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Fictions of Autonomy: Modernism from Wilde to de Man. Andrew Goldstone. New York and Oxford: Oxford University Press, 2013. Pp. xiv + 204. $65.00 (cloth).

Fictions of Autonomy is about a conflict between understanding literary form as autonomous—a law unto itself—or as always imbricated in the specificity of history. If we subscribe to the old religion of art, be it Wildean l’art pour l’art or Eliotic impersonality, we ignore the political. Yet extremist contextualism, so the dichotomy goes, risks missing the thing itself—the poem.

The problem is an old one. Goldstone revisits it out of a commitment to reading autonomy with more subtlety. Overlooked as moribund, naïve, and passé in modernist studies, ideas around [End Page 870] aesthetic autonomy, Goldstone contends, in fact reflect a central concern throughout twentieth-century literature. He challenges us to think about this: it’s no longer useful to attack autonomy as merely the reactive, elitist logic of our literary critical forbears, or to champion its antirealist or anti-representational tendencies as resistant to empirical research (Goldstone places Charles Altieri and Richard Lansdown in this bracket) (189). Nor is it enough to seek extraliterary correlatives for modernism’s aestheticist tendencies, “as though modernism needed to be saved from [itself]” (4). Goldstone characterizes such critical tendencies as rendering literature passively “responsive” to history, however politically motivated. (He names Jed Esty, Rebecca Walkowitz, and Douglas Mao as practitioners of the New Modernist studies that “still” grant aesthetics “direct political effects.”) Instead, as this book seeks to provide, we need a sociological history of the aesthetic concept that is attentive to formation but also to form. Goldstone mobilizes Pierre Bourdieu’s The Rules of Art here—particularly the idea that the aesthetic autonomy of literature is (in Bourdieu’s words) a “position to be made,” something to be “conquered” (9). Goldstone lays claim to autonomy in modernism as an entity frequently desired by writers, as well as a “confront[ation]” with social embeddedness—that is, with the fact that art can never be fully detached from the world and the history in which it is produced. However delusory, or embraced with full knowledge of its fictiveness, autonomy is a “mode of relation” (5, original emphasis). Like an etching that corrosively embosses a surface’s (societal) reverse, autonomy is always in relief.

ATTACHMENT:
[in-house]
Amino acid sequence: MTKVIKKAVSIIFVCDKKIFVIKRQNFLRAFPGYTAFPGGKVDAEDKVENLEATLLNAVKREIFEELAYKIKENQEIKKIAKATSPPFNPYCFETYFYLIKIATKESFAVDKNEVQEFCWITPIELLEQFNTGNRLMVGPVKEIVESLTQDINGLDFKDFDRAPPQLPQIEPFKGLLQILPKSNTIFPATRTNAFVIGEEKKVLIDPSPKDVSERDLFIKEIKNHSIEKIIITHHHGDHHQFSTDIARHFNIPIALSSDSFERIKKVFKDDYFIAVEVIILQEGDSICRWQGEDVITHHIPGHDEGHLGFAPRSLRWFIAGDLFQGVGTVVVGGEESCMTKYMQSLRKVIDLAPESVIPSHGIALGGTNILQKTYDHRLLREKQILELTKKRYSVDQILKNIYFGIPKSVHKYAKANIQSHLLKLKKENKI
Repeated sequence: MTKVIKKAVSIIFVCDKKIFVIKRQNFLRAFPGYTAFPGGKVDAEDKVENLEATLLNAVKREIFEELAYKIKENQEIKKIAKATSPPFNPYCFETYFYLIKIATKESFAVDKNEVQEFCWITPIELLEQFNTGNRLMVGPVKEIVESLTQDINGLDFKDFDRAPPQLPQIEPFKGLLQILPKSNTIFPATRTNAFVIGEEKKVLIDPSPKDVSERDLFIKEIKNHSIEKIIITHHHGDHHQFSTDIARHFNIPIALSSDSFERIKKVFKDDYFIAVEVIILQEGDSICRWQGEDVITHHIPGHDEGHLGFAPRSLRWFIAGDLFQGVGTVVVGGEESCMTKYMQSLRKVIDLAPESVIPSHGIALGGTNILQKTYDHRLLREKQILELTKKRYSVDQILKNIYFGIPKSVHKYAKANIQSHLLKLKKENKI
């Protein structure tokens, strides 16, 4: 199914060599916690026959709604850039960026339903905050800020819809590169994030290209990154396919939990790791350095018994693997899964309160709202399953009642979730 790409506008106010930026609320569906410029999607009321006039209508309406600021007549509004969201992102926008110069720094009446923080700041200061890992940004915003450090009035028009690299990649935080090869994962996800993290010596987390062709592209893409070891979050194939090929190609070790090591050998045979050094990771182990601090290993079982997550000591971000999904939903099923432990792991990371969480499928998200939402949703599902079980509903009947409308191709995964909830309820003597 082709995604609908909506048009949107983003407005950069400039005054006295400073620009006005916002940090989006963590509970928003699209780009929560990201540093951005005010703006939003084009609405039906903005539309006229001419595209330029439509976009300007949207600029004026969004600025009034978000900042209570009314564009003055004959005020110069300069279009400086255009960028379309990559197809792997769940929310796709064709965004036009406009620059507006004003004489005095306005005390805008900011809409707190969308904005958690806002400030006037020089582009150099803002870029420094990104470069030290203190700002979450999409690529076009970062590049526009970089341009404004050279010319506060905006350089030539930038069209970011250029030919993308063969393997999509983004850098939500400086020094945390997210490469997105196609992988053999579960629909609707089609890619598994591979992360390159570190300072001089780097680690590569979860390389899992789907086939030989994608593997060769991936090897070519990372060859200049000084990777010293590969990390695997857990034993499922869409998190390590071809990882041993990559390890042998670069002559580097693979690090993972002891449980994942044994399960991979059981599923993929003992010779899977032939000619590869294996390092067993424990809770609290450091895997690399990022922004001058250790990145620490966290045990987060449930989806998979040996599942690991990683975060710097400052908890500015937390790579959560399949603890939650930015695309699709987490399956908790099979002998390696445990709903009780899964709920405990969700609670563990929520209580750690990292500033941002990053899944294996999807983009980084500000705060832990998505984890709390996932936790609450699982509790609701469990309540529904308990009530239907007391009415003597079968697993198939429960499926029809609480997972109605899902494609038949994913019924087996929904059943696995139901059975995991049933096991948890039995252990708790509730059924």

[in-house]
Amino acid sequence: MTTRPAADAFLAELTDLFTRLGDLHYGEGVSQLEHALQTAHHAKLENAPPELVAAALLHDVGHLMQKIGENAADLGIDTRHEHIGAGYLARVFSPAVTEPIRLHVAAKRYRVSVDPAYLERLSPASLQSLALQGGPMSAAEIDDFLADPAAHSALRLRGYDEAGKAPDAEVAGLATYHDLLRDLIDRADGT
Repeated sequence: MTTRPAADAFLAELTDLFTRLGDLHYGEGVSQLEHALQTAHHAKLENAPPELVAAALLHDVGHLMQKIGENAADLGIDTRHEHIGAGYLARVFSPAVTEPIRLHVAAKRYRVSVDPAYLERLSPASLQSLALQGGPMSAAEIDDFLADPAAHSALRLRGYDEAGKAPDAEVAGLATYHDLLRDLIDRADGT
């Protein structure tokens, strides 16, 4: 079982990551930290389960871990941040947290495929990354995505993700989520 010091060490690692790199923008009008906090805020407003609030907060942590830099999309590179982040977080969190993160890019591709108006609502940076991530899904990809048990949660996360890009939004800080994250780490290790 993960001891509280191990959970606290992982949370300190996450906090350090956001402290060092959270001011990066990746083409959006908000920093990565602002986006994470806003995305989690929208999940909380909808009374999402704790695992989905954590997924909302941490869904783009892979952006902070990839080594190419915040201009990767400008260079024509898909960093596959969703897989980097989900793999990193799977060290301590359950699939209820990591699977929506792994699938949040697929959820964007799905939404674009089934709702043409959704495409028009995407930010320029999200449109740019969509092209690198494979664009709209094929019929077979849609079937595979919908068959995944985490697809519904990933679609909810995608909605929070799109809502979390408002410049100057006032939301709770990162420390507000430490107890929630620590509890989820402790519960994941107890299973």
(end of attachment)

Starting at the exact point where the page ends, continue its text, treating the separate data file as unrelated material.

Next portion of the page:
Such a confrontational model explains the book’s structure. Goldstone modulates his Bourdieusian framework by turning autonomy from a purely thematic feature of literary history into a genus, the most significant “species” (80) of which forms four taxonomic branches and four comparative chapters. These are: 1) “Autonomy from Labor,” with a focus on the representation of (and barbed relation to) servants in Oscar Wilde, Philippe Auguste Villiers de l’Isle-Adam, Joris-Karl Huysmans, Henry James, and Marcel Proust; 2) “Autonomy from the Person,” with the surprising pairing of T. S. Eliot and Theodor Adorno via notions of impersonality, late style, the writings of each on Beethoven, and what Adorno calls “formal law” [Formgesetz] (68); 3) “Autonomy as Expatriation,” with an interrogation of the cosmopolitan, exilic, and non-communitarian writing strategies of Djuna Barnes and James Joyce; and 4) “Autonomy from Linguistic Referentiality,” with an assessment of the rhetorical figure of tautology and the book’s most interesting pairing: Wallace Stevens and Paul de Man—the critic Goldstone amusingly refers to as modernism’s “epigone” (174).

Tidiness smacks of schematics, of course, though the risk is mitigated by Goldstone’s commitment to sociological principles of understanding social-historical subjects in a Bourdieu-sian field of relation. When exploring the various vexatious glances toward servants in Dorian Gray or À rebours, for example, Goldstone turns to Theresa McBride’s history of nineteenth-century service in The Domestic Revolution (31) to root such decadent aestheticism in its dependence upon the real and lived subjects keeping house.1 His comparison of T. S. Eliot with Theodor Adorno invites a reconsideration of the easy idea that impersonality is reactionary, or that Adorno was (merely) an “irascible” and “aggravated” exile (though who exactly thinks so is unclear) (108). Goldstone’s readings are strong—Marjorie Levinson might place them as “activist formalism”—and enriched...

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